It’s that time of the week again, a time when everyone is counting down the hours and minutes till the glorious weekend that always goes way too fast. Here is your Friday dose of humor, I came across some workers comp related jokes on workerscompinsurance.com.
Quite a few of these jokes brought a smile to my face and I hope they do the same for you, Happy Friday:
News Flash: “Doctors at a large managed care network gone on strike. Managed Care Officials say they will find out what the Doctors’ demands are as soon as they can get a pharmacist over there to read the picket signs.”
At a scientific research convention one researcher remarks to another, “Did you know that in our lab we have switched from lab rats to managed care reviewers for our experiments?”
The other asked, “Why the switch?”
“Three reasons,” he replied, “First we found that these reviewers have become far more plentiful, second, the lab assistants don’t get so attached to them, and thirdly there are some things even a rat won’t do. However, sometimes it’s hard to extrapolate our test results to human beings”.
If a retrospective claims reviewer and an IRS agent were both drowning, and you could only save one of them, would you go to lunch or read the paper?
A man walking into a hospital notices a prominent surgeon and his surgical resident down on their hands and knees digging in one of the flower beds. He goes over to them and asks, “Can I help? Did you lose something?”
“No,” says one of the surgeons, “We’re about to do a heart transplant on a managed care executive and we’re looking for a suitable stone.”
A guy in a bar leans over to the guy next to him and says, “Want to hear an actuary joke?”
The guy next to him replies, “Well, before you tell that joke, you should know that I’m 6 feet tall, 200 pounds, and I’m an actuary. The guy sitting next to me is 6’2″ tall, 225 pounds, and he’s an actuary. And the guy sitting next to him is 6’5″ tall, 250 pounds, and he’s an actuary. Now, do you still want to tell that joke?”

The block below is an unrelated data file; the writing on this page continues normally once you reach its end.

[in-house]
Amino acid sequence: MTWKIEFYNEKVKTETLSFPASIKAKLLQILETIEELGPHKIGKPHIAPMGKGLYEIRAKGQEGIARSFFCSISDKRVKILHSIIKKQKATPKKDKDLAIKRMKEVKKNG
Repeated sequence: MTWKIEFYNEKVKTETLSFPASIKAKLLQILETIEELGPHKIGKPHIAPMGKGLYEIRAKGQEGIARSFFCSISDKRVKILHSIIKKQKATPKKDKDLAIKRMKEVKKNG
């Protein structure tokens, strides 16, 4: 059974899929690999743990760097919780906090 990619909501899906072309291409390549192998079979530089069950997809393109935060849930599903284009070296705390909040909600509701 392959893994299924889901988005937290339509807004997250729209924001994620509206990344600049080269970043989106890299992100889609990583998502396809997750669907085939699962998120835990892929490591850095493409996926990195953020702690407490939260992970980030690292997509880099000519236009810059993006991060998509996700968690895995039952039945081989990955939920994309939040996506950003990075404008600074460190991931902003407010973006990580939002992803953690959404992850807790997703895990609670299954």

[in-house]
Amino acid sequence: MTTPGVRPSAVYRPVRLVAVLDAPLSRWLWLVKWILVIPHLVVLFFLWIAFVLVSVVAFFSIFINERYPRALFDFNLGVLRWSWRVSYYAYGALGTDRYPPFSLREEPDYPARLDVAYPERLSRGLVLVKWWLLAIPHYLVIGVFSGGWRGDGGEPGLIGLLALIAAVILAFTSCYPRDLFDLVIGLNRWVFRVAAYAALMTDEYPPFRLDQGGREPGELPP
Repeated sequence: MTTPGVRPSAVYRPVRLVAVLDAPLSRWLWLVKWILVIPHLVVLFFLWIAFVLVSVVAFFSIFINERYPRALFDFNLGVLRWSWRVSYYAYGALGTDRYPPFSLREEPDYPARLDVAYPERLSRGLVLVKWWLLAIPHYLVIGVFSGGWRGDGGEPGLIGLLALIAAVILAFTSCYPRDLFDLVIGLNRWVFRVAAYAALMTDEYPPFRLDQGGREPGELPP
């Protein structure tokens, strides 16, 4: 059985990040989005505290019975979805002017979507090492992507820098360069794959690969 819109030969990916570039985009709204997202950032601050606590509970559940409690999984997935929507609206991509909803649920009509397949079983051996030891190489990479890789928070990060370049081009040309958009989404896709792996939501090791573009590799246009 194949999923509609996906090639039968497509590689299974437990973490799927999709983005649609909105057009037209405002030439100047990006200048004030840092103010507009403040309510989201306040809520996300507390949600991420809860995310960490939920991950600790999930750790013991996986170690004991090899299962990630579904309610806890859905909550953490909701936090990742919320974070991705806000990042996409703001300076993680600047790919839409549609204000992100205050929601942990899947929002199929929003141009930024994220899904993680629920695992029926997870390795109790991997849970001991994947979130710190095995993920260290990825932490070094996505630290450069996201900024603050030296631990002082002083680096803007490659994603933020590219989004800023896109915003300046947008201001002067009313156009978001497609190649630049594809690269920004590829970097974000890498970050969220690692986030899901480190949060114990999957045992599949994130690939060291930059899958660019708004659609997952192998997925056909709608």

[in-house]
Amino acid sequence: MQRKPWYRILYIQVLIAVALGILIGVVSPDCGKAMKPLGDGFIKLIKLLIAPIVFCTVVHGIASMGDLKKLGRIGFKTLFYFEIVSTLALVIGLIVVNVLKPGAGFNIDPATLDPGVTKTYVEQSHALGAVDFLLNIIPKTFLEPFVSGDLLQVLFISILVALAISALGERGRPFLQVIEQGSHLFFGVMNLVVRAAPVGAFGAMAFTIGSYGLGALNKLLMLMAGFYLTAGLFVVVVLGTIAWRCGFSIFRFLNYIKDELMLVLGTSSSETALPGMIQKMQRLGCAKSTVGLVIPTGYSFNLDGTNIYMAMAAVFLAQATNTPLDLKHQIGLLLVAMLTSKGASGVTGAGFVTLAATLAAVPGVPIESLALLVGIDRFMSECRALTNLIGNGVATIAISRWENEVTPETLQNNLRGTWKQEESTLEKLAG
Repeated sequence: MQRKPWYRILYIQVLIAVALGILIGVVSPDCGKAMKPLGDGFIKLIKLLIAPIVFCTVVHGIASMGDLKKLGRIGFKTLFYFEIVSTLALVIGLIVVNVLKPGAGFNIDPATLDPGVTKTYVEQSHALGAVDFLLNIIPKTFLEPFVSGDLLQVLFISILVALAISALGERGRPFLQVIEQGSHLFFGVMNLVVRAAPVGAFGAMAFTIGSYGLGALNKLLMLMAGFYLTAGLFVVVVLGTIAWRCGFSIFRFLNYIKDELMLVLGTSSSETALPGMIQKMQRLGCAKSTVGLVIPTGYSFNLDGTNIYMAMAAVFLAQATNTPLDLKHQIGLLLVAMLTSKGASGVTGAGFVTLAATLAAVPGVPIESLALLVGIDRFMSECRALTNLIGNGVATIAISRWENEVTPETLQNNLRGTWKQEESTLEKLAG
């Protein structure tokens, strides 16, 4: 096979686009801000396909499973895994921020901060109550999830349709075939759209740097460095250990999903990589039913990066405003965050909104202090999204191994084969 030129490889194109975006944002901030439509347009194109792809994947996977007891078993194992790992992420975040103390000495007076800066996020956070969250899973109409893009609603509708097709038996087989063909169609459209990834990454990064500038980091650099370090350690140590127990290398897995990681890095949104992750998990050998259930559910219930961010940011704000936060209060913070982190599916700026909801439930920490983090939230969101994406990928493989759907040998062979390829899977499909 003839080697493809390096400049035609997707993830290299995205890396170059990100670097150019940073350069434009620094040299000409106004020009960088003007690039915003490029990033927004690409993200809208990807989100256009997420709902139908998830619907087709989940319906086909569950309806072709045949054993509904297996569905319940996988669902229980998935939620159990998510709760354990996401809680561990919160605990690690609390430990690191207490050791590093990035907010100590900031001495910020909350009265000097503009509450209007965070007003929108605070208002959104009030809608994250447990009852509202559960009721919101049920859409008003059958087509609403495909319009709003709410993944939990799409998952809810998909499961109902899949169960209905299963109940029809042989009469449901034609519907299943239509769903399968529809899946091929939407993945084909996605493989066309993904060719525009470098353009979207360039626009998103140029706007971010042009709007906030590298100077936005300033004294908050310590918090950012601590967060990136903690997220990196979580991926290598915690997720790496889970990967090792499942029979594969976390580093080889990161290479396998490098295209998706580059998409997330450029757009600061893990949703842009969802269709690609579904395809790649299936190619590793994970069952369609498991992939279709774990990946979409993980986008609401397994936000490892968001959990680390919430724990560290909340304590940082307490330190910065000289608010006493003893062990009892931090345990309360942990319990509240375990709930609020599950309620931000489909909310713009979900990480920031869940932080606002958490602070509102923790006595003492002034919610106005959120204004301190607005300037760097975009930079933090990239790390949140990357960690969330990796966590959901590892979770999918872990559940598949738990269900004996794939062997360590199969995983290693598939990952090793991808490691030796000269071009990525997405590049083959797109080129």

The first guy says, “No, I don’t want to have to explain it three times.”
The Pope, an HMO CEO and a student nurse are flying on an airplane. The captain comes back and says that he has some bad news and some really bad news. The bad news is that the plane is going to crash! As he puts on a parachute and jumps out he says that the really bad news is that there are only 2 more parachutes.
The HMO CEO says “I am the smartest man in the world, and the world of Health Care would be nothing without me!” With that he puts on a parachute and jumps out.
The Pope says “Well, my child, I would love to live, but I believe that my time is up. Please take the other parachute and save yourself.”
The student nurse says “Not to worry sir. Right now the smartest man in the world is trying to find the rip-cord on my back pack!”
There were three medical specialists standing at the gates of heaven.
St. Peter said to the first, “And what have you done to be able to enter heaven?”
“I’m a breast surgeon.”
“Enter, you’ve done a wonderful job.”
To the second he said “And what about you?”
“I’m an oncologist”
“Enter, you really hung in there on earth.” To the third he said “Yes, and you?”
“I was a director of an HMO”
“Enter, but you’ll have to leave after 3 days”.
A wealthy man lay critically ill.
“There’s only one thing that will save you,” his doctor said. “A brain transplant. It’s experimental and very expensive.”
“Money is no object,” the man said. “Can you get a brain?”
“There are three available. The first was from a college professor, but it’ll cost you $10,000.”
“Don’t worry, I can pay. What about the second?”
“It was from a rocket scientist. It’ll cost you $100,000.”
“I have the money. And I’d be a lot smarter too. But what about the third?”
“The third was from a managed care reviewer. It will set you back half a million dollars.”